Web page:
Wednesday, March 17, 2010

Back Issue Box: Action Comics #332 and #333

With Supergirl #51 coming out today, I thought I would post another Supergirl vs Superboy story from the long box. Action Comics #332 and #333 included a two part imaginary story looking at what would happen if Supergirl landed on Earth first and needed to train Superboy. It is drawn with the usual loving art of Jim Mooney. Unfortunately, I cannot credit the writer because I cannot find who wrote it anywhere. If anyone knows, please pass on the information.

I don't usually review two issues at once but as this is one story, I felt it merited one post, so get ready for lots of scans. As for me, I have always enjoyed this story. Supergirl fans have always wondered how she didn't get bitter after being thrown in an orphanage by Superman back in the Silver Age. Here we see how Kal-El, without the nurturing care of the Kents, would respond. And it isn't pretty.

In this imaginary universe, many things play out differently than they do in the standard DC Universe. So here, Kara is born before Kal. And it is Zor-El who is the scientist who realizes that Krypton is going to explode. Jor-El is the El brother who lives in Argo City and creates their atmospheric dome.

Zor-El also gets ignored by the Science Council and so begins taking matters into his own hands, building a prototype rocket to get him and his family to safety.

Unlike the usual origin story, the rocket that Zor-El builds is big enough for everyone. Zor-El, Alura, and Kara all survive the destruction of Krypton and make a new life for themselves on Earth, ironically on a farm near Smallville.

There Kara grows up as Carole Zorelle. She has a career as Supergirl in her youth.

These imaginary stories are always interesting to read to see the small things the writers included as wrinkles in the continuity.

Here we see that Carole adopts the 'glasses to hide my secret identity' that Superman did. We also see that without the accident that robbed him of his hair, Lex Luthor grows up to be a good scientist and model citizen.

But the writers also felt that the death of Superman's parents was an important enough element of his origin to keep that in 'Superwoman's story. So it is shown earlier in the story that Zor-El and Alura are accidentally exposed to Gold Kryptonite and robbed of their powers. They subsequently pass away from an epidemic which strikes Smallville.

With nothing keeping her in Smallville, Carole moves to Metropolis. There she begins a career as a private detective (rather than a newspaper reporter).

In the meantime, the fate of Argo City plays out as it did in the 'real' DCU. Meteors crash through the dome ripping the lead flooring covering the Kryptonite ground, dooming the inhabitants.

Jor-El builds an escape rocket for his son Kal-El. Having viewed Kara's adventures from afar and realizing Kal would have family and powers, Jor-El sends his only son to Earth.

In a scene reminiscent of Action Comics #252, Kal bursts from the rocket in his Superboy outfit and meets Superwoman. After some introductions, the cousins rejoice in having family again.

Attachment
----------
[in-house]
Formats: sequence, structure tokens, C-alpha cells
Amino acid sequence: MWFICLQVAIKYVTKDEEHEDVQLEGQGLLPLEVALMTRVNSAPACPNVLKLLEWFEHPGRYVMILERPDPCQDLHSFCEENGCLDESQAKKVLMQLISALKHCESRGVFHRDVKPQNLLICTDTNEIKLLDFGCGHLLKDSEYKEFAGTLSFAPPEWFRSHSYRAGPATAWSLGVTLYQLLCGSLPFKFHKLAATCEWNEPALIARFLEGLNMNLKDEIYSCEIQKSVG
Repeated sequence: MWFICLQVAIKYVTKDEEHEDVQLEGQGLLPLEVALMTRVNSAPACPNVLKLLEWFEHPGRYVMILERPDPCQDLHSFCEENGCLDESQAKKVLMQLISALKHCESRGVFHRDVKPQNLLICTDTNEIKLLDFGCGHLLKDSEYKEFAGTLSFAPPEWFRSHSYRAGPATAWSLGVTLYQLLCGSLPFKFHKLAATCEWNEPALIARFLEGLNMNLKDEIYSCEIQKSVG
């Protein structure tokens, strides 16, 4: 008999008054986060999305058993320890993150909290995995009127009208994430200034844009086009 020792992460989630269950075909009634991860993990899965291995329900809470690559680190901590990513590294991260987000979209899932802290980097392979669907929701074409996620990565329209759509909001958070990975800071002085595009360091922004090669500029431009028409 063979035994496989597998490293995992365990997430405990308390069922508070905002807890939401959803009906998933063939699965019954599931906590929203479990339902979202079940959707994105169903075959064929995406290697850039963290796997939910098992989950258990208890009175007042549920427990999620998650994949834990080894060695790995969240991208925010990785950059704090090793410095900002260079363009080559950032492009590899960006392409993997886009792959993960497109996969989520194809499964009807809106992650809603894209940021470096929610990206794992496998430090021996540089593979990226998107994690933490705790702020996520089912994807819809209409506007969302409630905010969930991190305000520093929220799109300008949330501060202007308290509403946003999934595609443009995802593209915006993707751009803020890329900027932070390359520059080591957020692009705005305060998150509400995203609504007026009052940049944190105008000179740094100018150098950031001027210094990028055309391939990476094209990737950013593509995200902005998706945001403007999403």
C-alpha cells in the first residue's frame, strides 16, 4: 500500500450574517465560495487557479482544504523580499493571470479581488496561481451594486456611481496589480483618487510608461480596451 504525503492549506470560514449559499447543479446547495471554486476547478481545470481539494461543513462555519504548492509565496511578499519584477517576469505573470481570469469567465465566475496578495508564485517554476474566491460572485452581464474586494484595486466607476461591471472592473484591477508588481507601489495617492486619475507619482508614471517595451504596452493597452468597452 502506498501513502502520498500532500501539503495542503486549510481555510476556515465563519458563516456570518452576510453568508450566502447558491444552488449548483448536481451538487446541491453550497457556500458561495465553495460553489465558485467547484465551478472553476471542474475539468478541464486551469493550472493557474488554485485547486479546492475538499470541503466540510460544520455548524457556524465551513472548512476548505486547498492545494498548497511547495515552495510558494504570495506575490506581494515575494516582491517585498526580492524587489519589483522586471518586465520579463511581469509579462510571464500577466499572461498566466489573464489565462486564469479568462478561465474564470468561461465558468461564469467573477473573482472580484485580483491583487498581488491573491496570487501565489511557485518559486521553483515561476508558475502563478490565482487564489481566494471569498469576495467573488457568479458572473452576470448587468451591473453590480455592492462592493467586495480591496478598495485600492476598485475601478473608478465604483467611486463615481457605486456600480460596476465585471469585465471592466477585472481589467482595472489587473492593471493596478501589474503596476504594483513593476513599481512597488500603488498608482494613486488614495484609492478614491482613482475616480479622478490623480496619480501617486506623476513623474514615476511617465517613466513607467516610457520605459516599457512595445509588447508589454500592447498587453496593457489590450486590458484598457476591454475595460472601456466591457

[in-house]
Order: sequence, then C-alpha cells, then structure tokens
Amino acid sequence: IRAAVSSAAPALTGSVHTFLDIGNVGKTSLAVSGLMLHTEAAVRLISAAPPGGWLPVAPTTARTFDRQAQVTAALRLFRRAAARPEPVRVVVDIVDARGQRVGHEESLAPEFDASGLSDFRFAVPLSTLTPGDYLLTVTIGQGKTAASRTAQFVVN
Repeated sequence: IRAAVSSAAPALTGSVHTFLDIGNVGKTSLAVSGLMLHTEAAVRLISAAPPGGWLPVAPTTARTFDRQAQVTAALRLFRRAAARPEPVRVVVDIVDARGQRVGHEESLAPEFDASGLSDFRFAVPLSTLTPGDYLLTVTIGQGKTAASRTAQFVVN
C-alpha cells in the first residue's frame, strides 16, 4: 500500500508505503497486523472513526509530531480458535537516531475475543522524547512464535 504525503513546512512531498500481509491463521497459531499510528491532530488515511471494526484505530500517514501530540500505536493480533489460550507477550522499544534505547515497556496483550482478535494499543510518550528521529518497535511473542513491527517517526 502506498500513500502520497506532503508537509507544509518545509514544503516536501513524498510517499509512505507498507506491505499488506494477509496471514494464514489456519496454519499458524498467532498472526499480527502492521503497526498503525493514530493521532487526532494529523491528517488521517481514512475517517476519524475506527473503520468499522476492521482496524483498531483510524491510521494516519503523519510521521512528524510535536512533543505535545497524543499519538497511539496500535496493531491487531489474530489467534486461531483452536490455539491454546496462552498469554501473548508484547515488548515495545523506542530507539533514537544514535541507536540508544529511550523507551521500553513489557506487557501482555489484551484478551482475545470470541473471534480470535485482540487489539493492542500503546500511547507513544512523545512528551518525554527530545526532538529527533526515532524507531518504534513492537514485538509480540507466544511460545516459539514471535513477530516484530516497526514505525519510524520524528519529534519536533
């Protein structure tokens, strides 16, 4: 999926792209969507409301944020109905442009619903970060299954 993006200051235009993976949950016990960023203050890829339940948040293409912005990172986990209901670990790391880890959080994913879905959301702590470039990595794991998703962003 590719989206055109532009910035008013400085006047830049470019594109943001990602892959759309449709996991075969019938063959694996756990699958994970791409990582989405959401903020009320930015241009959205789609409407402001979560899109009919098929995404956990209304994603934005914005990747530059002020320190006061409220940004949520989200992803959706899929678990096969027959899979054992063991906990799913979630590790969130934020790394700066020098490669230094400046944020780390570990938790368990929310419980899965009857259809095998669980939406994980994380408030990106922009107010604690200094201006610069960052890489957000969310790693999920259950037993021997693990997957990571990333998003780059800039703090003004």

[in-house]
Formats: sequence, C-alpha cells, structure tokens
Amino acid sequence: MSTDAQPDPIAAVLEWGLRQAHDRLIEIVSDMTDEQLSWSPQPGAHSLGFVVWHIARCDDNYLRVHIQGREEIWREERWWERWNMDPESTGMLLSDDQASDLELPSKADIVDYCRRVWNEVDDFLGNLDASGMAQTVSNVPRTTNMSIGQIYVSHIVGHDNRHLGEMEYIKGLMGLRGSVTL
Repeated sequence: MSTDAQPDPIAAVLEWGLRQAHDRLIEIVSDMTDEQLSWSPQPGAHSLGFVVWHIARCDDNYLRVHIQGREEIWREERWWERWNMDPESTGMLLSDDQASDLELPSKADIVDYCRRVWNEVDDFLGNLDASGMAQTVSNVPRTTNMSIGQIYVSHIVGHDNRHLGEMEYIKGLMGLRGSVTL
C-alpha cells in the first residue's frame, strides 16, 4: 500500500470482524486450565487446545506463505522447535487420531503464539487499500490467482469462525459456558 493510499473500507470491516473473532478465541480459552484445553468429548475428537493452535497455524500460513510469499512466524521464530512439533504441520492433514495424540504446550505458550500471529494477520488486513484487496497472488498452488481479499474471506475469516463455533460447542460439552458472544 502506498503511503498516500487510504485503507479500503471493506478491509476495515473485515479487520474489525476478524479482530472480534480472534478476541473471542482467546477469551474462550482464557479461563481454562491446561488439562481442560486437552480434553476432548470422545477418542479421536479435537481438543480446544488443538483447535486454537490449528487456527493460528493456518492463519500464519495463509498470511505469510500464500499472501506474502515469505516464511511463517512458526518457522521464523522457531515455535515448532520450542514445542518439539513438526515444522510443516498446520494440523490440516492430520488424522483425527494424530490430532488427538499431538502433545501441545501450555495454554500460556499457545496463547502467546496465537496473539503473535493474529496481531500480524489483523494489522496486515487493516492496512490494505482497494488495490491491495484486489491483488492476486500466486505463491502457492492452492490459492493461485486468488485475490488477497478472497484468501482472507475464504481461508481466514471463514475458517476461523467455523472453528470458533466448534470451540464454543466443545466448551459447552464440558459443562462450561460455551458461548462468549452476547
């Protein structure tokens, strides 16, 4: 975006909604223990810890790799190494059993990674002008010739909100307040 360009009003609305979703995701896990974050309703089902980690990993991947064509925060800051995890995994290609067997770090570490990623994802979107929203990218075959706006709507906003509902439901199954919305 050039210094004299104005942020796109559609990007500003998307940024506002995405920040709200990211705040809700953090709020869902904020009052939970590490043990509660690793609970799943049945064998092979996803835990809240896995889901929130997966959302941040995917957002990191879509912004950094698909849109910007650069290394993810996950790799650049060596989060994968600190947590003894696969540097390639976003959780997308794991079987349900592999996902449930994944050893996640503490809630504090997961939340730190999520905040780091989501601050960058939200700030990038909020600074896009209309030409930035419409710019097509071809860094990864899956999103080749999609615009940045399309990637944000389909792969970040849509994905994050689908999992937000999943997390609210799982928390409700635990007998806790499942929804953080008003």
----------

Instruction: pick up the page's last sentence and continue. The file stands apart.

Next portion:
Much like Superman did to her, Superwoman decides to tuck Kal away in the Midvale Orphanage as Cal Ellis until he becomes more acclimated to Earth's customs and his powers. And now Superboy must use a wig to hide his secret identity just like Linda Lee did.

Unfortunately, Superboy doesn't like being cooped up in the orphanage. He wants action! He barely hides his secret identity at the orphanage and almost releases a slew of evil beings into our universe while fooling around in the Fortress of Solitude. He also plays with some lead covered Gold Kryptonite marbles that Superwoman keeps there in case she needs to use them as weapons against other Kryptonians. All this tomfoolery is enough to raise the ire of even Superwoman.

But this Superboy isn't the repentant good boy we are used to. He thinks Superwoman is jealous of his powers and presence. And so he decides to embark on a quietly malevolent mission to destroy Kara.

The first part of his plan is to lull Superwoman into thinking he has lost his powers. He pretends to be exposed to Gold Kryptonite while performing an unauthorized experiment.

Superwoman, thinking he has truly lost his powers, is sad at the turn of events but also knows he brought it on himself by continuing to do things he shouldn't have.

I love the evil look on Kal's face as part one ends. Now able to 'hide in plain sight', Superboy will continue to plot Superwoman's downfall.

And so we move into Action Comics #333 and part two!

Part of Superboy's plan is to get adopted by someone with access to a science lab so he can continue to his nefarious plans.

When Dr. Keans comes to adopt someone from the orphanage, Cal does what he can to sabotage their efforts to adopt someone other than him. That includes smashing a young girl named Diane's dolls making it look like she has a destructive streak. It makes Diane so sad she throws her toys in the lake vowing to never lay with dolls again since they blocked her adoption.